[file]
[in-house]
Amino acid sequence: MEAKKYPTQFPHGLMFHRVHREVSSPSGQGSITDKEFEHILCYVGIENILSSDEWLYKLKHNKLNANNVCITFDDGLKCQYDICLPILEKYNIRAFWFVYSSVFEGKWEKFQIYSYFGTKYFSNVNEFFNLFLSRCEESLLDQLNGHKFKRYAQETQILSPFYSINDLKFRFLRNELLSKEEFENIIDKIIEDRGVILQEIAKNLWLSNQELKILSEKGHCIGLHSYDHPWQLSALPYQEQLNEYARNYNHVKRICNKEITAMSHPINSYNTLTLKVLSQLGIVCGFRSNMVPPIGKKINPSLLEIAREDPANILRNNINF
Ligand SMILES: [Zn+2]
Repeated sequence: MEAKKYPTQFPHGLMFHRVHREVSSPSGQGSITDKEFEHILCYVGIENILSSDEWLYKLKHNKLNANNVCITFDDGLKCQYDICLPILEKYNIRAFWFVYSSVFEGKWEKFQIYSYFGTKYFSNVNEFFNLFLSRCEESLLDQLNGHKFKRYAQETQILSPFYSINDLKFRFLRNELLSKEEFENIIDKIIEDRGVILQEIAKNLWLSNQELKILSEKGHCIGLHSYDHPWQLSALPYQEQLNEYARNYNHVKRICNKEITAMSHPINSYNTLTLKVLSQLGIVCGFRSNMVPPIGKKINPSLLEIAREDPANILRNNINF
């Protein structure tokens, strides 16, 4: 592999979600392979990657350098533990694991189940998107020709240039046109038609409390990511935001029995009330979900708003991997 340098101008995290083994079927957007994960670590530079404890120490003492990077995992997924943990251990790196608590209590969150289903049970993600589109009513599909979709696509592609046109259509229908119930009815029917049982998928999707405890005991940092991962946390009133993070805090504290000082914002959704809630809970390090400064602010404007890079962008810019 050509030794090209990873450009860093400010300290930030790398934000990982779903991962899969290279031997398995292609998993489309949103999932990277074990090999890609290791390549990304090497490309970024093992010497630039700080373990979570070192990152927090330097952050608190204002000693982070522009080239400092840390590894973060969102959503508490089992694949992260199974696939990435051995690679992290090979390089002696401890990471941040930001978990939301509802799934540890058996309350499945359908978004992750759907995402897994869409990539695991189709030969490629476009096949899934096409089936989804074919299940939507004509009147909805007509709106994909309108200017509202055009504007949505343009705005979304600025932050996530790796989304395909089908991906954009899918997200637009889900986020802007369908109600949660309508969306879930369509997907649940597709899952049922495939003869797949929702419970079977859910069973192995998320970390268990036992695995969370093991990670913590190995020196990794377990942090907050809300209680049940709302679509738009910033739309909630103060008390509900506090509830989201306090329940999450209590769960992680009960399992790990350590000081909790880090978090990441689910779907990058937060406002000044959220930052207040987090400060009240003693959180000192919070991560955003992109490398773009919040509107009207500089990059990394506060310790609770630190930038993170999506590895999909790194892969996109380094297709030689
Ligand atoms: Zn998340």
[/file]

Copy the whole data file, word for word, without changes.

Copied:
[in-house]
Amino acid sequence: MEAKKYPTQFPHGLMFHRVHREVSSPSGQGSITDKEFEHILCYVGIENILSSDEWLYKLKHNKLNANNVCITFDDGLKCQYDICLPILEKYNIRAFWFVYSSVFEGKWEKFQIYSYFGTKYFSNVNEFFNLFLSRCEESLLDQLNGHKFKRYAQETQILSPFYSINDLKFRFLRNELLSKEEFENIIDKIIEDRGVILQEIAKNLWLSNQELKILSEKGHCIGLHSYDHPWQLSALPYQEQLNEYARNYNHVKRICNKEITAMSHPINSYNTLTLKVLSQLGIVCGFRSNMVPPIGKKINPSLLEIAREDPANILRNNINF
Ligand SMILES: [Zn+2]
Repeated sequence: MEAKKYPTQFPHGLMFHRVHREVSSPSGQGSITDKEFEHILCYVGIENILSSDEWLYKLKHNKLNANNVCITFDDGLKCQYDICLPILEKYNIRAFWFVYSSVFEGKWEKFQIYSYFGTKYFSNVNEFFNLFLSRCEESLLDQLNGHKFKRYAQETQILSPFYSINDLKFRFLRNELLSKEEFENIIDKIIEDRGVILQEIAKNLWLSNQELKILSEKGHCIGLHSYDHPWQLSALPYQEQLNEYARNYNHVKRICNKEITAMSHPINSYNTLTLKVLSQLGIVCGFRSNMVPPIGKKINPSLLEIAREDPANILRNNINF
């Protein structure tokens, strides 16, 4: 592999979600392979990657350098533990694991189940998107020709240039046109038609409390990511935001029995009330979900708003991997 340098101008995290083994079927957007994960670590530079404890120490003492990077995992997924943990251990790196608590209590969150289903049970993600589109009513599909979709696509592609046109259509229908119930009815029917049982998928999707405890005991940092991962946390009133993070805090504290000082914002959704809630809970390090400064602010404007890079962008810019 050509030794090209990873450009860093400010300290930030790398934000990982779903991962899969290279031997398995292609998993489309949103999932990277074990090999890609290791390549990304090497490309970024093992010497630039700080373990979570070192990152927090330097952050608190204002000693982070522009080239400092840390590894973060969102959503508490089992694949992260199974696939990435051995690679992290090979390089002696401890990471941040930001978990939301509802799934540890058996309350499945359908978004992750759907995402897994869409990539695991189709030969490629476009096949899934096409089936989804074919299940939507004509009147909805007509709106994909309108200017509202055009504007949505343009705005979304600025932050996530790796989304395909089908991906954009899918997200637009889900986020802007369908109600949660309508969306879930369509997907649940597709899952049922495939003869797949929702419970079977859910069973192995998320970390268990036992695995969370093991990670913590190995020196990794377990942090907050809300209680049940709302679509738009910033739309909630103060008390509900506090509830989201306090329940999450209590769960992680009960399992790990350590000081909790880090978090990441689910779907990058937060406002000044959220930052207040987090400060009240003693959180000192919070991560955003992109490398773009919040509107009207500089990059990394506060310790609770630190930038993170999506590895999909790194892969996109380094297709030689
Ligand atoms: Zn998340």